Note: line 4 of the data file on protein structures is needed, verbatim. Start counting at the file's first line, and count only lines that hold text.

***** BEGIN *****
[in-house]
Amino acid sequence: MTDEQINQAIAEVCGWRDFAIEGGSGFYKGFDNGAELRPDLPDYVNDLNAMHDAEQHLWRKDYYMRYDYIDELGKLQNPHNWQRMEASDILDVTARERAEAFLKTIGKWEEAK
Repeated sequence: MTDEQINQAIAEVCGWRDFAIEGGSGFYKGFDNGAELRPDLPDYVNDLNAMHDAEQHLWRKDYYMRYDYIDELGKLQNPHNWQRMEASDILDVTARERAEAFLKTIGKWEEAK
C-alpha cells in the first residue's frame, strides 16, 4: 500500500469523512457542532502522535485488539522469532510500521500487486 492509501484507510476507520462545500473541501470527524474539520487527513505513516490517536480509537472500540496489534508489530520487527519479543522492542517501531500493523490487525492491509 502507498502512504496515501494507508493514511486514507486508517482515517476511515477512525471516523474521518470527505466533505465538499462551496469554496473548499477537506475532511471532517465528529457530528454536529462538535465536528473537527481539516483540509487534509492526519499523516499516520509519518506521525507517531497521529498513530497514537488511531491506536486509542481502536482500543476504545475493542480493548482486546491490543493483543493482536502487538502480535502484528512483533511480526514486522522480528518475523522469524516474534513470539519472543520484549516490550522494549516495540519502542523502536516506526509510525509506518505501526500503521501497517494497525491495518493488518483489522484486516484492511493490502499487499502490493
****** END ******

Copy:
C-alpha cells in the first residue's frame, strides 16, 4: 500500500469523512457542532502522535485488539522469532510500521500487486 492509501484507510476507520462545500473541501470527524474539520487527513505513516490517536480509537472500540496489534508489530520487527519479543522492542517501531500493523490487525492491509 502507498502512504496515501494507508493514511486514507486508517482515517476511515477512525471516523474521518470527505466533505465538499462551496469554496473548499477537506475532511471532517465528529457530528454536529462538535465536528473537527481539516483540509487534509492526519499523516499516520509519518506521525507517531497521529498513530497514537488511531491506536486509542481502536482500543476504545475493542480493548482486546491490543493483543493482536502487538502480535502484528512483533511480526514486522522480528518475523522469524516474534513470539519472543520484549516490550522494549516495540519502542523502536516506526509510525509506518505501526500503521501497517494497525491495518493488518483489522484486516484492511493490502499487499502490493